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CNN Analyst to Dems Seeking Another FBI Probe Into Kavanaugh: ‘I Don’t Want Politicians Telling Investigators What to Do’

• September 20, 2018 12:42 pm

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Senate Democrats would be wrong to force the FBI to re-open an investigation into Supreme Court nominee Brett Kavanaugh, counterterrorism analyst Phil Mudd told a CNN panel Thursday morning.

Appearing on CNN’s New Day, Mudd insisted investigators should be left to conduct their own work. He warned against politicians "direct[ing] the Department of Justice and the FBI about what to investigate."

Mudd was the deputy director of the FBI’s National Security Branch from 2005 to 2010.

The question of re-opening the background check arose after Christine Blasey Ford claimed in a letter to Sen. Dianne Feinstein (D., Calif.) that Kavanaugh "physically pushed" and "tried to disrobe" her while they were high school students in the early 1980s. Ford has called for the FBI to investigate her allegation before she agrees to testify before the Senate, a call that has been backed by many Democrats. 

Kavanaugh has categorically denied the allegations.

Republicans delayed a committee vote on Kavanaugh's confirmation, which was scheduled for Thursday, and invited Ford to testify on Monday. They have said it is the responsibility of the Senate, not the FBI, to ascertain the accuracy of Ford's allegation, a point Senate Judiciary Committee chairman Chuck Grassley (R., Iowa) made in a letter urging Ford to testify.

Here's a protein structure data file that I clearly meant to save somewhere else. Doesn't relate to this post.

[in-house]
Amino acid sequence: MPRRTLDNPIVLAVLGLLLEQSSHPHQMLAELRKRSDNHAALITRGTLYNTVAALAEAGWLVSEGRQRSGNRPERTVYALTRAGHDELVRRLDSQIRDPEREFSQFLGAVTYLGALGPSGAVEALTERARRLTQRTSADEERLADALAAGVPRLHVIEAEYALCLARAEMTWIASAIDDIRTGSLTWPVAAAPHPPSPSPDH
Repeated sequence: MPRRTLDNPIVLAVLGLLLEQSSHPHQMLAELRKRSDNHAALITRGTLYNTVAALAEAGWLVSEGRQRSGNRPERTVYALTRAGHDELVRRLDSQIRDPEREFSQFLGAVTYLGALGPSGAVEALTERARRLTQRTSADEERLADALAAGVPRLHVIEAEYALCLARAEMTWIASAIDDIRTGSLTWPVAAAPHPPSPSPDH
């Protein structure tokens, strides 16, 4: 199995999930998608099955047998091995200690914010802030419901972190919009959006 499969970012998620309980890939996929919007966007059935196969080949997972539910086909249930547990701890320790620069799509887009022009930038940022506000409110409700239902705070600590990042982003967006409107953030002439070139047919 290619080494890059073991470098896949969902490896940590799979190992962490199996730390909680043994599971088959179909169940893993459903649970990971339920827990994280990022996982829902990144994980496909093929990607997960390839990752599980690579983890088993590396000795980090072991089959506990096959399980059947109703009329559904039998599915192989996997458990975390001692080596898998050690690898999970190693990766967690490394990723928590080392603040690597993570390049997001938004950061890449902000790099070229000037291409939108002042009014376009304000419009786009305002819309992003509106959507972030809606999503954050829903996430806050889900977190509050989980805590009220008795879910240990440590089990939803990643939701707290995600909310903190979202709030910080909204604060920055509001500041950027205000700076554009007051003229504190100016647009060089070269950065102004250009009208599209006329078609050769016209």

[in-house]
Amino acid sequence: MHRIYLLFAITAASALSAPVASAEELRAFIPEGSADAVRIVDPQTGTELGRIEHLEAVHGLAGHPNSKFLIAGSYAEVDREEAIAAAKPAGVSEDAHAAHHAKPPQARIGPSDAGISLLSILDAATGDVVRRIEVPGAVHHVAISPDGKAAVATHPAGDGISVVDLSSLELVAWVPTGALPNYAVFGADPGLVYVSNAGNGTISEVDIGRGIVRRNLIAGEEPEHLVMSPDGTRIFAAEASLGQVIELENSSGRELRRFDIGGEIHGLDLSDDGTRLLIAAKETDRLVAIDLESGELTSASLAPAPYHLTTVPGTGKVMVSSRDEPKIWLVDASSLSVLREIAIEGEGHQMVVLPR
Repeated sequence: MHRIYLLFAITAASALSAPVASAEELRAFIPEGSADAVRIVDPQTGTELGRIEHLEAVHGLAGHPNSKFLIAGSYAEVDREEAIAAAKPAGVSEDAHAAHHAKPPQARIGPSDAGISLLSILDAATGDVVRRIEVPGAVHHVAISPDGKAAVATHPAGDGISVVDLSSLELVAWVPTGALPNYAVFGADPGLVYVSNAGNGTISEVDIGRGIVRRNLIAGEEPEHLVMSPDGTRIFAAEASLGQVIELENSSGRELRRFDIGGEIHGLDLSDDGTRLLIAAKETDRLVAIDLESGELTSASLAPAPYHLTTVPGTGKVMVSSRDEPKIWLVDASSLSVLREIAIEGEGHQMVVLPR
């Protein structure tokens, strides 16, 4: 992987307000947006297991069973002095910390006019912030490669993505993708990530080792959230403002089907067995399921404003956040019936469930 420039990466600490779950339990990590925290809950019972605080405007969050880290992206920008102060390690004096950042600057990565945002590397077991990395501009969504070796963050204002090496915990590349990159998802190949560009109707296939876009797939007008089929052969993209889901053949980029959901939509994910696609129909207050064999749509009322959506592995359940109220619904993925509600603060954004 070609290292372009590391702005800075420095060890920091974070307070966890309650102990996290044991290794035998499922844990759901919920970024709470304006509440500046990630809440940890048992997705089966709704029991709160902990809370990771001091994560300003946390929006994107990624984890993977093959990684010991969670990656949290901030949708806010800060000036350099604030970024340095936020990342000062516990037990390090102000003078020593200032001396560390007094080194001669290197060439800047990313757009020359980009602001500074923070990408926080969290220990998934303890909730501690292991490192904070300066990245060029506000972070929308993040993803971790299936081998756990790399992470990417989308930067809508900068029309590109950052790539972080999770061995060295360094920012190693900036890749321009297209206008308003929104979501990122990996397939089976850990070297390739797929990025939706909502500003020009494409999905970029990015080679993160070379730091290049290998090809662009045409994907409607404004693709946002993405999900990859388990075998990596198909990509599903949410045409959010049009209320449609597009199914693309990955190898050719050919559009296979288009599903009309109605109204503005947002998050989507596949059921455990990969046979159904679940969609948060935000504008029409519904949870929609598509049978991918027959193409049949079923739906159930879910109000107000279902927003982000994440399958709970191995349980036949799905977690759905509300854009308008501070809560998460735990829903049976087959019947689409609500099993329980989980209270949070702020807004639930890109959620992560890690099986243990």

"I certainly understand and respect Dr. Ford’s desire for an investigation of her allegations," Grassley wrote. "That is precisely what the Senate is doing."

A classmate of Ford’s claimed Wednesday that she recalled hearing about the incident back in the early 1980s, saying "it did happen." She recanted her claim in a NPR interview Thursday, saying she had "no idea" whether or not it happened.

The classmate’s initial statement seemed at odds with Ford’s claim that for decades she kept the allegation a secret, only first disclosing it in 2012.

CNN "New Day" host Alisyn Camerota pressed Mudd, wondering if the FBI might pursue Kavanaugh unprompted. "Okay. Fair enough. Can the FBI on their own re-open a background information with these new allegations?" she asked.

"I presume they can," Mudd replied, "but we are avoiding the real question here, Alisyn." Mudd warned that the allegations were But if they re-open it, this is 36 years ago and there's an allegation of sexual assault by three people who are between the ages of 15 and 17 or 18, at a party where presumably beer was served. we will never to the facts of what happened there, I think that’s the bottom line here."

Some experts have pointed out FBI investigations in the case of Supreme Court nominees operate differently than typical investigations. The FBI can open criminal investigations on its own if it believes someone has or is going to violate federal law. The Justice Department has already said Ford's allegation doesn’t involve a potential federal crime. In the case of a background investigation for a Supreme Court nominee, it is conducted to provide information for the White House, Ron Hosko, former assistant director of the FBI’s criminal investigative division, told the Wall Street Journal. Typically those investigations begin with the nominee's adult life.

The FBI has already conducted six investigations into Kavanaugh’s past, without any public finding.

Mudd is hardly a fan of the president. He has been fiercely critical of President Donald Trump, including over the administration pulling former intelligence officials’ security clearances. He screamed at former George W. Bush staffer Paris Dennard about the same during a CNN appearance.

That exchange provoked a tweet from Trump:

https://twitter.com/realDonaldTrump/status/1031724100719403009

Mudd’s critique of Senate Democrats fits with his prior opposition to political interference with the work of intelligence community members.

Mudd said on CNN in 2017 that Rep. Trey Gowdy (R., S.C.) should "have his ass kicked" for his exchange with former CIA Director John Brennan about whether intelligence constitutes evidence.

Published under: Brett Kavanaugh, CNN